May 11, 2010

New OXFAM/Doctors Without Borders Report Examines Why

MSF and Oxfam warn that vaccination programs for the developing world are facing an acute funding crisis.

Geneva/Washington, May 11, 2010 – Doctors Without Borders/Médecins Sans Frontières (MSF) and Oxfam International published a report today warning that the global approach to providing life-saving vaccines to children in the poorest countries is hampered by high prices and is now facing an acute funding crisis.

The Global Alliance for Vaccines and Immunization (GAVI), which leads international efforts to boost immunization rates in developing countries, has reported considerable success in expanding access to vaccines against Hib and Hepatitis B, two diseases that cause considerable mortality. But the organization is now facing an acute cash crisis due to high prices for new vaccines and stagnating donor resources. Without an additional US$2.4 billion in donor contributions, GAVI will have to make significant cutbacks that will reduce access to vaccines in poor countries.

Read the report: Giving Developing Countries the Best Shot: An Overview of Vaccine Access and R&D

“The report shows that because of the fundamental nature of the vaccine market, it still takes years for expensive new vaccines developed for wealthy countries to reach children across the developing world, and that products emerging from the research pipeline are often insufficiently adapted to developing country needs and conditions,” said Dr. Tido von Schoen-Angerer, director of the MSF Campaign for Access to Essential Medicines.

GAVI’s attempts to speed up the introduction of pneumococcal conjugate vaccines (PCVs) are an illustration of the hurdles faced by the organization. Used for a number of years in wealthy countries, PCVs have prevented hundreds of thousands of cases of pneumonia, meningitis and other serious infections. They have also generated billions of dollars in revenue for multinational drug companies. But the joint efforts of GAVI and donor countries to improve access to these blockbuster products in resource-poor settings have stumbled.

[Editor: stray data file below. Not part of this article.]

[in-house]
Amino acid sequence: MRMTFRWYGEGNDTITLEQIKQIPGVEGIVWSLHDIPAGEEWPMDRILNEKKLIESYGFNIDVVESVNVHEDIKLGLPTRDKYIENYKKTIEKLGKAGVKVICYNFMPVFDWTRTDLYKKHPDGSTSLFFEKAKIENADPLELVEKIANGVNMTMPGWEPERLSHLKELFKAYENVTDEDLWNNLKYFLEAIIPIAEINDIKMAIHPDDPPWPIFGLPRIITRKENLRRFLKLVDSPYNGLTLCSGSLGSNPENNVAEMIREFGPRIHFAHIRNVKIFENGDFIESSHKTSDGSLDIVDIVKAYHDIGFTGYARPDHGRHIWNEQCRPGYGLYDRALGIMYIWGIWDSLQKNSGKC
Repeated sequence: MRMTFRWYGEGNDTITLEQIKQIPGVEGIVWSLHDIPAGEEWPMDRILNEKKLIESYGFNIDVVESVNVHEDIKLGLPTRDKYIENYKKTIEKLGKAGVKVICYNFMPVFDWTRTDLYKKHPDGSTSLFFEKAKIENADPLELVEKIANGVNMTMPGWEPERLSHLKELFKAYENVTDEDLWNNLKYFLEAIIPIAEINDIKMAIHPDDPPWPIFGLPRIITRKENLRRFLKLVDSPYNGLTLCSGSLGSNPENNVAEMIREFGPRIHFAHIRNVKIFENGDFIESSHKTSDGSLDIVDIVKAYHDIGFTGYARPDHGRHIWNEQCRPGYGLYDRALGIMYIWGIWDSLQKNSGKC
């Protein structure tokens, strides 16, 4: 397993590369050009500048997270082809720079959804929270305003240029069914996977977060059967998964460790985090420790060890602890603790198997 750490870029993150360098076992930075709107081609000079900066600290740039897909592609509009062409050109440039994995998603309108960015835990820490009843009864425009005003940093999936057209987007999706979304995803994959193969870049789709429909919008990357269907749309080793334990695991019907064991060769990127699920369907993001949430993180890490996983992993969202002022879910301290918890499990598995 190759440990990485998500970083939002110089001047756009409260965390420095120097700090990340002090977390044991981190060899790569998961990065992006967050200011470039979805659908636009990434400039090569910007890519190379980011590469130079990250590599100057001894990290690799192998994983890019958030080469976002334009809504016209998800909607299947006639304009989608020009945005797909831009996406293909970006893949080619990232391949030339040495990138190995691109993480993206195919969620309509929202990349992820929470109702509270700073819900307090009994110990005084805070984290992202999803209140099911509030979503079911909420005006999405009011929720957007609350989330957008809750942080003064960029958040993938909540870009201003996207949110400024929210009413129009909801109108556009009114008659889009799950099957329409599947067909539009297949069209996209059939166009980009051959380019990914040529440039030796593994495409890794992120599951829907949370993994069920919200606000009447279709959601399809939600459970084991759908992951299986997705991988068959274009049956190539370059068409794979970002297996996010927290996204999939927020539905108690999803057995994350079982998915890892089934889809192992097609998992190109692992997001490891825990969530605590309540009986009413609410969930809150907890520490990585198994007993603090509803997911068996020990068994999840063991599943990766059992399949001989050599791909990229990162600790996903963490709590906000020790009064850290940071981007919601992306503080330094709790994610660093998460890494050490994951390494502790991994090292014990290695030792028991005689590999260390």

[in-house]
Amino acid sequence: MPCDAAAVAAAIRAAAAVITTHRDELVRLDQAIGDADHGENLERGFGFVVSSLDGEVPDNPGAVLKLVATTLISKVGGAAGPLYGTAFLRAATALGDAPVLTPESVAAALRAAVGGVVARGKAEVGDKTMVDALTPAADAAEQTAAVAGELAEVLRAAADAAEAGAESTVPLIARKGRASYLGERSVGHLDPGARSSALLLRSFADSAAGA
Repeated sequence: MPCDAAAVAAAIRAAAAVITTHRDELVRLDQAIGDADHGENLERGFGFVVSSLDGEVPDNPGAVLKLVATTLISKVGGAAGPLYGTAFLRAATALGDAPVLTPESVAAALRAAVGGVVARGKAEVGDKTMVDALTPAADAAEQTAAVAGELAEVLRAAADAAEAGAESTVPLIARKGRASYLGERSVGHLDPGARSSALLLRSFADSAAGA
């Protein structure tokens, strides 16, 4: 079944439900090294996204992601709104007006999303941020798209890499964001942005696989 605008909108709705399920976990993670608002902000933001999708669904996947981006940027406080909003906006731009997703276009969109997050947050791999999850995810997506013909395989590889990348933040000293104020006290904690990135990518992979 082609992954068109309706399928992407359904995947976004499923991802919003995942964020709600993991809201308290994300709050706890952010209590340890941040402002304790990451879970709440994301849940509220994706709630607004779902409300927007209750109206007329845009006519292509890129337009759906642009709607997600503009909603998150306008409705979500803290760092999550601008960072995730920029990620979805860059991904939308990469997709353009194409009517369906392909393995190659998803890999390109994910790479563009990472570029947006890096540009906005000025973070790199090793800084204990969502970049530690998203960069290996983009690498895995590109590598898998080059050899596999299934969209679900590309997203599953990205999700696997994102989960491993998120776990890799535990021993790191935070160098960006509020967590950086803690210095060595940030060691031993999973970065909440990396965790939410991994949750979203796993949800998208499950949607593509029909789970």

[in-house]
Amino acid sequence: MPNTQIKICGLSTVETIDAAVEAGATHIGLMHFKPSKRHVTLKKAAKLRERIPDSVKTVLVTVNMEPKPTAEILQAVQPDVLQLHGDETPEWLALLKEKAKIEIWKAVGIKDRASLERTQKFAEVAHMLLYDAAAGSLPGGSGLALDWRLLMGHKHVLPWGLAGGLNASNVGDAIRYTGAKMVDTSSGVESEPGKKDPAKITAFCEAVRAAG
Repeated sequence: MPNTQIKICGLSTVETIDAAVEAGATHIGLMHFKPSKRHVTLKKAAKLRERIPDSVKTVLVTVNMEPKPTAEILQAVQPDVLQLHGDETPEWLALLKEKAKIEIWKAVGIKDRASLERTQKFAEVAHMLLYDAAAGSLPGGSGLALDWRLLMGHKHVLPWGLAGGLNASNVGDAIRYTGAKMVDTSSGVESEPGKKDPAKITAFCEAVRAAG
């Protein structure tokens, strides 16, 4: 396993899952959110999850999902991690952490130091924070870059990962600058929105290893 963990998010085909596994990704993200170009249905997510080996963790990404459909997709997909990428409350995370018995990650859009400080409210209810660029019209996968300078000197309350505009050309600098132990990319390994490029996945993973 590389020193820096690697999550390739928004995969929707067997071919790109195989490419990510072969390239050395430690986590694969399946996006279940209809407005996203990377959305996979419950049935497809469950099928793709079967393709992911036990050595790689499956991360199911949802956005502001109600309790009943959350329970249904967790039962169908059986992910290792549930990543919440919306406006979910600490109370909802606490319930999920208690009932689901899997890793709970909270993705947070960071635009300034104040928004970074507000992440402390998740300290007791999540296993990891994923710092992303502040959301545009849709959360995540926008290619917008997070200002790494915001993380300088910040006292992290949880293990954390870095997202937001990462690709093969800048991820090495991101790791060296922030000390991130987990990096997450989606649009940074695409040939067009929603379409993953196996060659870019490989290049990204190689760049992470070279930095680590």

Despite repeated announcements of an impending roll-out of PCVs across developing countries, PCVs will remain out of reach for most children due to problems with supply and a lack of funds. Kenya is the only GAVI-eligible country that will receive the newer version of this life-saving vaccine in 2010, but the cost will be US$21 per child, an unacceptably high price for donors and developing countries to bear.

“The newest vaccines continue to be produced by only a handful of multinational pharmaceutical companies whose oligopoly status allows them to charge high prices,” said Rohit Malpani, senior policy advisor at Oxfam. “Despite GAVI’s negotiating power, the price of new vaccines is too high. The Best Shot report highlights novel ways of developing affordable vaccines to improve children’s access to them, increasing their chances of survival.”

One example cited by the report is the collaboration between the World Health Organization, PATH, a US-based non-profit, and the Serum Institute of India, which has resulted in a meningitis vaccine that will cost no more than $0.50 per dose. This vaccine, which is tailored to the needs of countries in the so-called “Meningitis Belt” in sub-Saharan Africa, should be available by the end of the year.

MSF and Oxfam are calling for changing the current system so that donor funds incentivize the development of adapted vaccines and ensure affordable prices.

In addition, the report states that routine immunization programs need to be further expanded. In developing countries, two million children die every year because they cannot access already existing vaccinations.

“During the past two years, MSF has responded to major outbreaks of measles and meningitis,” said Dr. von Schoen-Angerer. “This is because an increasing number of children are missing their measles vaccination and because there is not yet a long-duration meningitis vaccine accessible. The overall goal needs to be to increase rates of routine immunization and to ensure access to newer vaccines.”

In 2009, MSF treated more than 50,000 cases and vaccinated more than 7.4 million people against meningitis. In 2008, the organization treated more than 32,000 measles cases and vaccinated more than 1.9 million children in response to measles outbreaks.

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